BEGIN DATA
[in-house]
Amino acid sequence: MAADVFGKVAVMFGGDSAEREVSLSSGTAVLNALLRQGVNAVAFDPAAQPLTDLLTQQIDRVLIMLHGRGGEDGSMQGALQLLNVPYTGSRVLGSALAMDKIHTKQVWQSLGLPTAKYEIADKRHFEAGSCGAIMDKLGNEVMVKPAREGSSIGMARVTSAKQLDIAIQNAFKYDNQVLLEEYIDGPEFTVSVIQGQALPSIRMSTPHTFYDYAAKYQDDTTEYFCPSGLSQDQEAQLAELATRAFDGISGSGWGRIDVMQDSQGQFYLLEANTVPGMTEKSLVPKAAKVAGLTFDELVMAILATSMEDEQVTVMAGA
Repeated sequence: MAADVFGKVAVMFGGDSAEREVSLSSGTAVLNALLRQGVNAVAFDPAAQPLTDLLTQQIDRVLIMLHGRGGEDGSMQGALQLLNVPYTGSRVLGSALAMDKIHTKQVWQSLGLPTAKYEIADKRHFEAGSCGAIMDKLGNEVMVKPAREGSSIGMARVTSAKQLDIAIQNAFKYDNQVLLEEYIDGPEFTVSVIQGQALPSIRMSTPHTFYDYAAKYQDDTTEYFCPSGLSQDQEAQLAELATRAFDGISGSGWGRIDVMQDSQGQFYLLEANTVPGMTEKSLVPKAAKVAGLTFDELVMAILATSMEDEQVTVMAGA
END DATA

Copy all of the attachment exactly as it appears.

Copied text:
[in-house]
Amino acid sequence: MAADVFGKVAVMFGGDSAEREVSLSSGTAVLNALLRQGVNAVAFDPAAQPLTDLLTQQIDRVLIMLHGRGGEDGSMQGALQLLNVPYTGSRVLGSALAMDKIHTKQVWQSLGLPTAKYEIADKRHFEAGSCGAIMDKLGNEVMVKPAREGSSIGMARVTSAKQLDIAIQNAFKYDNQVLLEEYIDGPEFTVSVIQGQALPSIRMSTPHTFYDYAAKYQDDTTEYFCPSGLSQDQEAQLAELATRAFDGISGSGWGRIDVMQDSQGQFYLLEANTVPGMTEKSLVPKAAKVAGLTFDELVMAILATSMEDEQVTVMAGA
Repeated sequence: MAADVFGKVAVMFGGDSAEREVSLSSGTAVLNALLRQGVNAVAFDPAAQPLTDLLTQQIDRVLIMLHGRGGEDGSMQGALQLLNVPYTGSRVLGSALAMDKIHTKQVWQSLGLPTAKYEIADKRHFEAGSCGAIMDKLGNEVMVKPAREGSSIGMARVTSAKQLDIAIQNAFKYDNQVLLEEYIDGPEFTVSVIQGQALPSIRMSTPHTFYDYAAKYQDDTTEYFCPSGLSQDQEAQLAELATRAFDGISGSGWGRIDVMQDSQGQFYLLEANTVPGMTEKSLVPKAAKVAGLTFDELVMAILATSMEDEQVTVMAGA